Throughout the first day of the free agency legal tampering period on Monday, I just kept thinking that the Texans would add former Jacksonville Jaguars safety Tashaun Gipson to the roster. I don’t know exactly why, but it made the most sense in my brain. We watched him from the Jaguars sideline the past three years and he certainly made an impression on me and others. Early Tuesday morning, my intuition became a reality as the former Pro Bowl safety chose to sign with the Texans, adding to a group that includes Justin Reid, Andre Hal, Mike Tyson and AJ Moore. What does Gipson provide for this team in 2019 and beyond? Let’s take a look.
First thing I really want to know about a player is his football IQ. There was a play that stood out to me when watching Gipson against us a couple of seasons ago and another against the Titans in 2018. Gipson is seen moving from right of the formation to the left side, but it appeared that no Titans player was changing/shifting/motioning to the other side. Gipson waved his hand/arm in the direction of Titans tight end Jonnu Smith, telling him to motion to the other side with him. In essence, Gipson knew by formation or voice command or film study or all of the above that Smith was going to motion/shift to the other side of the formation.
It’s a little thing, but having that type of knowledge of what the opponent does on a play-by-play basis is the foundation of a great defense.
There are so many different facets that a team wants to see in a safety. Toughness. Ability to tackle in space effectively. But, in this league, a safety better be able to turn teams over. Here’s an example of Gipson doing just that against Patrick Mahomes and the Kansas City Chiefs.
It was 3rd-and-10 for the Chiefs against the Jaguars in the first half. That down and distance is a key one and the reason I picked this play is because the Texans defense really struggled on 3rd-and-long late in the 2018 season. Gipson was aligned in the middle of the field with The Cheetah in the slot - Tyreek Hill.
The Jaguars appeared to be in a quarter-quarter-half/split safety coverage so the Chiefs wanted to target Hill, beyond the linebackers and in front of Gipson for a 14 or 15-yard throw for a first down.
In situations like this against Hill, I’ve seen many safeties not want to get burned down the field, so they take a deep drop to keep it in front and leave too much space in front of them for a third-down completion. Gipson, though, takes the proper depth on his drop, such that Hill is not outside of earshot at any point during the play. That way, Gipson can break on Hill and make a potential play on the ball to deny the third-down completion.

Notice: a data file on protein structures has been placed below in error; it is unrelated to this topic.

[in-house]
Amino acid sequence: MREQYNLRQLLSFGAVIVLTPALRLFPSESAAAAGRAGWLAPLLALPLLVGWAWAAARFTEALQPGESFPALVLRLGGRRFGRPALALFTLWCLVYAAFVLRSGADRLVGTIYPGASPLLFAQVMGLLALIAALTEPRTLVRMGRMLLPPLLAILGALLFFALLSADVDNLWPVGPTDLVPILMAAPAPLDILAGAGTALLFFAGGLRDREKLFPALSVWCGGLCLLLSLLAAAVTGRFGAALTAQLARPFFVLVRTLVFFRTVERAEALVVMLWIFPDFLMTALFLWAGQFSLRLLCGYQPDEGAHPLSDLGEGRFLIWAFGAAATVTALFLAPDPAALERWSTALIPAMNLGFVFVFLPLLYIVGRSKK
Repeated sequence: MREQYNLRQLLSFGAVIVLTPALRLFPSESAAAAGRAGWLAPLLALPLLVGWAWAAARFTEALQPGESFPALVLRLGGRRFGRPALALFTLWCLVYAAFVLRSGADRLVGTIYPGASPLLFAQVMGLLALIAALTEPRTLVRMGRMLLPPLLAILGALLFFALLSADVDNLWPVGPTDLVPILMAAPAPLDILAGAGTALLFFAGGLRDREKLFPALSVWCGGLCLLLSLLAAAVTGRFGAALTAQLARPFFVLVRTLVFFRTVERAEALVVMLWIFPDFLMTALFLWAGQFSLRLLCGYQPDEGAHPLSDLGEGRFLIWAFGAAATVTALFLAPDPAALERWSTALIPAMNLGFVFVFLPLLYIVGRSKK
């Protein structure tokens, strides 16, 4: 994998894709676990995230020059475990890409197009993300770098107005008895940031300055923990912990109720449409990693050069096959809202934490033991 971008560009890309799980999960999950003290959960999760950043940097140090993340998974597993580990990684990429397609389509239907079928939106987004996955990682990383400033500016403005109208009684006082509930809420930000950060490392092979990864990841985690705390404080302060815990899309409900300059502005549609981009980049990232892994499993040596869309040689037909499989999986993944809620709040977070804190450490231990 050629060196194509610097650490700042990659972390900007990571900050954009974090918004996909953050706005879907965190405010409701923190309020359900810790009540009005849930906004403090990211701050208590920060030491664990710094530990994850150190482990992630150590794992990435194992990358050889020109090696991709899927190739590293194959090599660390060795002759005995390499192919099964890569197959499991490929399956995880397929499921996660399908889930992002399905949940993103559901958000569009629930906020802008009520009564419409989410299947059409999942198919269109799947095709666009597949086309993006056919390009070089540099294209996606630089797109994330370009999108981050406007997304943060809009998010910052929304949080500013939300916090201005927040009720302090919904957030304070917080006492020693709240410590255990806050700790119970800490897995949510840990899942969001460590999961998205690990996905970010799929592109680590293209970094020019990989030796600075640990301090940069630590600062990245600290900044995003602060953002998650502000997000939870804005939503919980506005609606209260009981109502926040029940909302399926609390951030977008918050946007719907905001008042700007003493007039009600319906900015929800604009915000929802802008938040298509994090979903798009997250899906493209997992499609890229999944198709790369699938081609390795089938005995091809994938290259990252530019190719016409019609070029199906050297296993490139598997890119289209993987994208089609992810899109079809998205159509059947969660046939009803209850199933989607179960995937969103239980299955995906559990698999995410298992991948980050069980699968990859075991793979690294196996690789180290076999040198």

When Gipson settled on his drop, he was under control such that he could break on the throw once Mahomes let it fly out of his hand. Gipson didn’t really get a ton of help from his linebackers, who honestly could’ve been in better position underneath. But, because of his positioning and understanding, he was in great shape without the linebacker help. Look at the small distance that Gipson had to make up. That’s perfect on a play like this.
So, if Mahomes threw the ball, either one of two things was going to happen - Gipson was going to knock it away or pick it off.
Mahomes then threw high…
...and Gipson picked it off.
I love the way that Gipson drove on the ball from distance. That’s another common thread watching him in the back end. He seems to always have proper leverage, so when a receiver makes a definitive break on the ball, Gipson drives to that spot and contests the completion. This situation resulted in an interception. Later in that same drive, he helped deny the Chiefs on three straight downs when Mahomes went looking for a touchdown pass in the red zone.
The one other thing that Gipson does well is cover tight ends. He faced all of the greats over the past few years. Gronk in the AFC championship game in 2017 and in Week 2 of 2018. Zach Ertz in London last year. Travis Kelce last year.
He gave up no catches to Gronk in either matchup. He allowed one catch to Ertz and then made a tackle for a loss on a hide-boot throw to him later in the game. Think about what both those tight ends did to the Texans in 2018. Shoot, Gronk’s been doing for nearly a decade.
It’s clear Gipson can cover him some tight ends too.
All in all, Gipson should make for an intriguing fit in this defense in 2019 and beyond.
Check out some of the best shots of new Texans safety Tashaun Gipson. (Photos via AP Images.)